by J.D. Rhoades
I have to confess, I’ve been riveted by and keep coming back to the photograph above. In case you’re not familiar with the photo, this is the Presdent of the US and his advisers watching, in real time, the operation that took down Osama bin Ladin. A larger, hi-res version is here.
I don’t intend to get into the politics of this, but rather into the human element. Look at that photo for a moment. Look at the tension in those faces as they watch the whole thing go down, as it happens, knowing that the dice have been rolled and knowing that if the whole thing goes to pieces, there’s not going to be a whole hell of a lot they can do about it.
Now imagine trying to put that scene down as words on a page.
There are excellent reasons why we most likely will never see the faces of the Navy SEALS who carried out the operation. We’d basically be putting a target on their backs and the backs of their families if we did that. But damn, I sure would like to. Wouldn’t you? Wouldn’t you like to know? Would they be calm? Determined? Grim? Furious? Nervous? Scared shitless? I’d love to be able to get into their heads, then write it all down.
It’s rather ironic that I became so transfixed by these thoughts on the same day I made my flippant comment on Tess’ post that “Reality’s boring, that’s why I read.” Because right there, in that picture, is some reality that could come right out one of the very thrillers we read and write.
Problem is, far too many thrillers–some of them extremely popular–feature heroes I can never quite accept as human. Instead of realistic people who feel fear, doubt, tension, you get Bolt Studly, the mavericky, two-fisted, fearless ex-Navy Seal/CIA Agent whose only flaw is that he rushes headlong into the action. I much prefer my action heroes with some vulnerabilties: Charlie Fox, Jonathan Quinn, John Rain, to name just a few. Even Jack Reacher got a lot more interesting when he began to face the possibility he could lose.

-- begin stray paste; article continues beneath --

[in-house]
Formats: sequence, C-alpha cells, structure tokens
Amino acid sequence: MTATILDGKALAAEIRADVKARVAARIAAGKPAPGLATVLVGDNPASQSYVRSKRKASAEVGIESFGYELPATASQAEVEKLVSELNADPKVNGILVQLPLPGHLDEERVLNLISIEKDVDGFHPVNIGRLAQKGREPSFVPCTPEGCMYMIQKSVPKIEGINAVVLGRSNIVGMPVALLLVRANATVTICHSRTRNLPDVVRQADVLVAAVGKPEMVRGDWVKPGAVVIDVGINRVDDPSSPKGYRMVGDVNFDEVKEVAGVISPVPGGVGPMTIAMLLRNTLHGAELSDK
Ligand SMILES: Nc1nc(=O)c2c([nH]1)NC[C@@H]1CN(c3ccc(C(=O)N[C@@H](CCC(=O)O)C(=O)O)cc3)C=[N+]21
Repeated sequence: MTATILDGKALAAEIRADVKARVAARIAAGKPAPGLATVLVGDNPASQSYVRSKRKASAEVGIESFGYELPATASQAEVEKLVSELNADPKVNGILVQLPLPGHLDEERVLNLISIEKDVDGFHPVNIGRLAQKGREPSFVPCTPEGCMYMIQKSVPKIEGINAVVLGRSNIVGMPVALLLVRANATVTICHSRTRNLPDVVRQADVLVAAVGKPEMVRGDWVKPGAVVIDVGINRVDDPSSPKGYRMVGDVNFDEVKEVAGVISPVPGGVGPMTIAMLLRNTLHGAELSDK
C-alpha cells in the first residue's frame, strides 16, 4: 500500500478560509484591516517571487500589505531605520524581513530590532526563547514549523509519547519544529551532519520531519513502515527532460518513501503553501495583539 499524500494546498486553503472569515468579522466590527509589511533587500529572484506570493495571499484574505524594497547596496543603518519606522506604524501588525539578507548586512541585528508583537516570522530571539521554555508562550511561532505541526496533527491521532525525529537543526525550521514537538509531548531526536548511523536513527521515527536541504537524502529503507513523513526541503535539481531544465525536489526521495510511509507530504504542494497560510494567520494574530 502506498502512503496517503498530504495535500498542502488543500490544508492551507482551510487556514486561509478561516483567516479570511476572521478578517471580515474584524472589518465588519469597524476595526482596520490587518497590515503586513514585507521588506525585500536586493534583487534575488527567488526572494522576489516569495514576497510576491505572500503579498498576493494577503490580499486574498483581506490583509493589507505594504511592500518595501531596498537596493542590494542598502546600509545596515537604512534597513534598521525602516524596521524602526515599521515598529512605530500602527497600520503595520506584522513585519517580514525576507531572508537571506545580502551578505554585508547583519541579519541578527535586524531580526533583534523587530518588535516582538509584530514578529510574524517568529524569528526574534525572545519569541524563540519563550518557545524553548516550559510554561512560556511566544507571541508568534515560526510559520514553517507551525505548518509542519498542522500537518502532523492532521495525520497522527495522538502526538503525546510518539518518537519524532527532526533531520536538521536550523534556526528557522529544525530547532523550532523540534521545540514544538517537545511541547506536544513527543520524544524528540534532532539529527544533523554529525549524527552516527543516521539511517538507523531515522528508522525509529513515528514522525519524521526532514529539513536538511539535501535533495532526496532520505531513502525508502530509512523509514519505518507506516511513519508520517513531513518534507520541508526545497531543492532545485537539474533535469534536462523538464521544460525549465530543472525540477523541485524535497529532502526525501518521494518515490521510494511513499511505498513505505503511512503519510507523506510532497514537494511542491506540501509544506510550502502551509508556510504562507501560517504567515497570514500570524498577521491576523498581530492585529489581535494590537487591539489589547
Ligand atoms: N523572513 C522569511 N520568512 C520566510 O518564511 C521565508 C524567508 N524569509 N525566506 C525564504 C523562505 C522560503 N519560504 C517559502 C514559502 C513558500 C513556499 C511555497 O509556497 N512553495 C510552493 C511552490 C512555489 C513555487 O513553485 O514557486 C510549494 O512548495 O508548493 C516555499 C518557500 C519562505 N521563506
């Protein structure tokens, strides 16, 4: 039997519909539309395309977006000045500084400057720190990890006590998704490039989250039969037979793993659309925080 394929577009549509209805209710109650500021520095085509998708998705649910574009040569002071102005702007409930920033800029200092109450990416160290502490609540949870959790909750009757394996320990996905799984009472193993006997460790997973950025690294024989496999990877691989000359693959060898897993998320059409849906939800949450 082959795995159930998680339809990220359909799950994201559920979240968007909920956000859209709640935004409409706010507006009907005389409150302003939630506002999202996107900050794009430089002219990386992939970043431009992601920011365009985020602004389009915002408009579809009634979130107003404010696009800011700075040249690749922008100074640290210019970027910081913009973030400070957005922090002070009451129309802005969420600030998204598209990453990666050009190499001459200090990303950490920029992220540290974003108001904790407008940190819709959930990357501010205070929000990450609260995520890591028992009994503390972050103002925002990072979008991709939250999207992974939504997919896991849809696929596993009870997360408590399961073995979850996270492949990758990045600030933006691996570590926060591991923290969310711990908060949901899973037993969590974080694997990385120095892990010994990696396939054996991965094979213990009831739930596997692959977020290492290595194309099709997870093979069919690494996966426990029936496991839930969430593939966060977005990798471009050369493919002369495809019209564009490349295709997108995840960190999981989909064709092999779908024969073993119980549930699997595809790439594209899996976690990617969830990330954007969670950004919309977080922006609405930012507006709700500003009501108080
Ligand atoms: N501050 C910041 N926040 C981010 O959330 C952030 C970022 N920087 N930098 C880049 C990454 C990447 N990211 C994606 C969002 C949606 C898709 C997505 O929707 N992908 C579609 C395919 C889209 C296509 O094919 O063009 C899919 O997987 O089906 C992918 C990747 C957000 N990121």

Living where I do (right next to Fort Bragg, headquarters of JSOC) and doing what I do as a day job, I’ve met quite a few Special Ops soldiers. No SEALS, but plenty of Rangers and Green Berets, and a few guys I’m pretty sure were Deltas (the haircuts are the giveaway. You meet a guy around here who says he’s in the Army and he’s got hair down over his ears, you’re most likely talking to someone from Delta). They pretty much run the gamut you’d expect of any group of young men: some are great guys, some are blustering assholes. Some are quiet, unassuming family men, some have, shall we say, messy personal lives. A very few, quite frankly, I’m concerned to have walking around loose. And, I imagine, you get the same spectrum in SEAL Team Six, the people who took down OBL.
Which, to me, makes the real life story even more amazing. Because these guys aren’t perfect Bolt Studly (even though some of them may swear to you that they are, especially if you’re female). They’re not Superman. They’re real. They’re three dimensional. They’re human. Admittedly, humans who can shoot the pips off a playing card at 100 yards, but still, they worry, they fear, they get the shakes. Then they do the job anyway.
For that, we thank them.